Archive | October 2012

U. Chicago Researcher Makes Sexist Comments: The Science World Explodes

Dario Maestripieri is a Professor at University of Chicago who studies “neuroendocrine, ecological and evolutionary aspects of social behavior in human and nonhuman primates” and was apparently well respected in his field until recently.

Returning from a scientific meeting for neuroscientists, Maestripieri had the following to say on his personal Facebook page:

“My impression of the Conference of the Society for Neuroscience in New Orleans. There are thousands of people at the conference and an unusually high concentration of unattractive women. The super model types are completely absent. What is going on? Are unattractive women particularly attracted to neuroscience? Are beautiful women particularly uninterested in the brain? No offense to anyone..”

Granted, it’s a boneheaded thing to say and normally, had it been restricted to the hotel bar, would have gone completely unnoticed. However, a reader took a screenshot, sent it to friends who sent it to other friends and the fires began.

Females scientists of all stripes have taken to the blogs in protest.

Now, there is no doubt that sexism exists in science, though, I would venture, the situation is quickly improving as the number of female scientists quickly increases. My department, for example, is mostly women and this is quickly becoming the case in departments everywhere. In fact, as of 2009, more women are earning PhD’s than men. I can’t speak for the lab sciences, but public health, statistics and math are quickly becoming majority female. I think this is a good thing.

Of course, numbers can be deceiving particularly when the power structure is still held by men. We can more very capable female researchers, but if none of them get positions of power, it’s for nothing.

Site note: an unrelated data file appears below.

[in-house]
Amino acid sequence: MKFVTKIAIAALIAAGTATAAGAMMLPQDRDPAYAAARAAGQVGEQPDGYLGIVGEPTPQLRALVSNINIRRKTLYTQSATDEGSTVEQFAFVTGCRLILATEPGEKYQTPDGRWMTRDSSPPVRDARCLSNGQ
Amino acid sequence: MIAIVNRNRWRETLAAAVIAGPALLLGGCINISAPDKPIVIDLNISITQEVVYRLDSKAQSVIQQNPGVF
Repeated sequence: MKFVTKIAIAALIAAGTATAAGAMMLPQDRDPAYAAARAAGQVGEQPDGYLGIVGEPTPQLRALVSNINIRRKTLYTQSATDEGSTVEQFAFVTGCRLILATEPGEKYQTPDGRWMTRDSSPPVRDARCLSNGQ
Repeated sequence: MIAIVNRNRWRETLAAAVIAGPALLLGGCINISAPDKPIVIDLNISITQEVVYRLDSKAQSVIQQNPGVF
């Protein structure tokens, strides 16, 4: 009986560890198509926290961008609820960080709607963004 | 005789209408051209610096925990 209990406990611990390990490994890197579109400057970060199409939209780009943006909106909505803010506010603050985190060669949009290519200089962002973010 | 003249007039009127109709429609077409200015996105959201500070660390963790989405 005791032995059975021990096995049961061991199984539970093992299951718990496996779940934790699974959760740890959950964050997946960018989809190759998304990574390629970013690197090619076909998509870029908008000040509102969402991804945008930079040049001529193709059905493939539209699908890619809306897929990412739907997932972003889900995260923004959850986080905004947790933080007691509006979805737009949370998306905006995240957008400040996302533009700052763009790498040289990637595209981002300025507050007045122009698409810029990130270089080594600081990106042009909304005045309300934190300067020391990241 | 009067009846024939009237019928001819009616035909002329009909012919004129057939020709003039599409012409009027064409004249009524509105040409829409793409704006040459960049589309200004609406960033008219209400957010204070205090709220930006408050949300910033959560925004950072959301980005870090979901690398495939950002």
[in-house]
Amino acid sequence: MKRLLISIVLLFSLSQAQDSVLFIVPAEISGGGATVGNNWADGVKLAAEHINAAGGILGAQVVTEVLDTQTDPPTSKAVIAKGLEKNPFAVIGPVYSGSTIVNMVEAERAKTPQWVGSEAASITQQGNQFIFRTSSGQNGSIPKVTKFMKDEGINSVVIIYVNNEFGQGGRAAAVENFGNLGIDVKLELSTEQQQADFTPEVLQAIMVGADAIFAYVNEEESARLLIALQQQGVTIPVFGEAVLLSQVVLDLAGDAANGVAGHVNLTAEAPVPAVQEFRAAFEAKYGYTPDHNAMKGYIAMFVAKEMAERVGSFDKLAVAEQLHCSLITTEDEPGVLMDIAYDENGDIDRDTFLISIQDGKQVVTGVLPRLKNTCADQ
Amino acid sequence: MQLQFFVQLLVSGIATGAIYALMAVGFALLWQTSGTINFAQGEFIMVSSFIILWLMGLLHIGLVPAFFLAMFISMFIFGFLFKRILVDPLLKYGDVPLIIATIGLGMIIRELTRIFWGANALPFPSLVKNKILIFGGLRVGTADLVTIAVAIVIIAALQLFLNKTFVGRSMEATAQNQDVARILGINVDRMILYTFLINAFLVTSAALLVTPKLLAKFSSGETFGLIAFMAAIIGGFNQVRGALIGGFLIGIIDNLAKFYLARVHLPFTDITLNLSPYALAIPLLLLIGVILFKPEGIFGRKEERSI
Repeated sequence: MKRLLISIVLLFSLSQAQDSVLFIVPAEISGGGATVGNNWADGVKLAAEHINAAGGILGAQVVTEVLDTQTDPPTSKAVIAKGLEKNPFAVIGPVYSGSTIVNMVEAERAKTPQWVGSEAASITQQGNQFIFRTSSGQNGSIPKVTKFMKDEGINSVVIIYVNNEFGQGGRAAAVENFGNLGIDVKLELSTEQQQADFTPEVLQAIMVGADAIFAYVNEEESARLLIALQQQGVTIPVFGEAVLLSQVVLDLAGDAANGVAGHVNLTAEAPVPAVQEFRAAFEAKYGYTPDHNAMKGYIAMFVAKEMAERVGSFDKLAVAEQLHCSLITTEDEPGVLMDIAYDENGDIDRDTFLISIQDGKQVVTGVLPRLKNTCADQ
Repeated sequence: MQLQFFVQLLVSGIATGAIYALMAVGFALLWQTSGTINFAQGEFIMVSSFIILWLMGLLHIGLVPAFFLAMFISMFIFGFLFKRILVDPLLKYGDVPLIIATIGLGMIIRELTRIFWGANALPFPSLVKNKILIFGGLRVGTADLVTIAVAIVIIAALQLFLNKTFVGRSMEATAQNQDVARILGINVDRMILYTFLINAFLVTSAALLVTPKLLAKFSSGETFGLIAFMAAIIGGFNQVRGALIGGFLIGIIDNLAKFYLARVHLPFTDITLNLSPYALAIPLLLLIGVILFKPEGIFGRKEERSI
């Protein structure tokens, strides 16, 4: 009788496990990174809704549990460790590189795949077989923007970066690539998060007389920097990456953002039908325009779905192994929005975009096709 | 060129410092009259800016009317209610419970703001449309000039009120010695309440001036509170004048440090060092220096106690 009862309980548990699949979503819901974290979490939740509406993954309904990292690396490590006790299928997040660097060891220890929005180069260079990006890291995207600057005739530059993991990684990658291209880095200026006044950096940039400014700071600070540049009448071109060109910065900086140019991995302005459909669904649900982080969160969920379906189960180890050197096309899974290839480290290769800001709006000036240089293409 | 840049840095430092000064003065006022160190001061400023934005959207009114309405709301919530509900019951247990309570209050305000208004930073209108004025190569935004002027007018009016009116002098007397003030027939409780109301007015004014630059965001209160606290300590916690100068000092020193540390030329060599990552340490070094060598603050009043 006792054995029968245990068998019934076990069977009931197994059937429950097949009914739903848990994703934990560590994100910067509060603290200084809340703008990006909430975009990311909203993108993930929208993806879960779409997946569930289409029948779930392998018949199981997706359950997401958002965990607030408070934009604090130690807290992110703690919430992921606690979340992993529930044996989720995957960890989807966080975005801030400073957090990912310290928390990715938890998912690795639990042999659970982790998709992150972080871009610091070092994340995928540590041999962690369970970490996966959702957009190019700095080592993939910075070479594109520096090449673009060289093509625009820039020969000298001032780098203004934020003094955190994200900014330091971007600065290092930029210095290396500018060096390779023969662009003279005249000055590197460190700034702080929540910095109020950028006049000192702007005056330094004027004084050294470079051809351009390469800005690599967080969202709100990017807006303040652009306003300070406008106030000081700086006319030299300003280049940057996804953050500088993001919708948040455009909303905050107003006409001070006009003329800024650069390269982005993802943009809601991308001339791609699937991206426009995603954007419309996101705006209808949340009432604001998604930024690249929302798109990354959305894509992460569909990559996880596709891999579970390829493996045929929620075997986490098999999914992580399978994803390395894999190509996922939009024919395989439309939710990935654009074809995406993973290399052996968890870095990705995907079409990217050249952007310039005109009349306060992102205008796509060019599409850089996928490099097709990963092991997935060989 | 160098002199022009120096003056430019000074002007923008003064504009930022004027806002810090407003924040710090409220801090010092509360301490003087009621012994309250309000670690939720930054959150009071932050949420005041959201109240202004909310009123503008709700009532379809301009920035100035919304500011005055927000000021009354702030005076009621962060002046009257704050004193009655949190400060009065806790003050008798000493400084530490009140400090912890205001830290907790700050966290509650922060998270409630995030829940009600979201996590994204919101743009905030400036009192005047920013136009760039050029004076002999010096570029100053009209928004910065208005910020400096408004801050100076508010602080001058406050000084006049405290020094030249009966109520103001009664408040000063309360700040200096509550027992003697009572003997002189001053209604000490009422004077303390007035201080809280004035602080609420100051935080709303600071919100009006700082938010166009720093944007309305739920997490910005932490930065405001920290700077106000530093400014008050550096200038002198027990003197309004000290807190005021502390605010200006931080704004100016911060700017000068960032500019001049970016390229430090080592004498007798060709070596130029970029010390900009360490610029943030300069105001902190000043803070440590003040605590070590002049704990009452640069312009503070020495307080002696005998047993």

All that said, the very hostile reaction to Maetripieri is quite interesting. What, on the surface, is merely the thick headed musings of a lone guy, has brought out deeper issues of how women feel they are treated in science, speculation as to what men think of female scientists and the future role of women in the world of research.

Honestly, I don’t find Maestripieri’s comments to be offensive at all but I’ve lived in the world outside academia, where people say things that are far, far worse. This is pretty tame. However, in the context of science, where crass sexism is very real, and the costs of marginalization huge, even small comments like these create huge waves.

What happens to Maestripieri is unknown. People are hurling racial slurs at him (like that’s constructive), calling for his funding to be cut and, worse yet, calling for him to resign his post. Likely this whole thing will blow over, but this is the kind of thing that kills careers in science.

What do you think?

Heroic Congolese Doctor Survives Assassination Attempt

It has been reported that one of my heroes, Denis Mukwege, has survived an assassination attempt today in the DRC. Dr. Mukwege runs a clinic in Kinshasa which specializes in reconstructive surgeries for vaginal trauma in women who have been raped in the ongoing conflict in the DRC.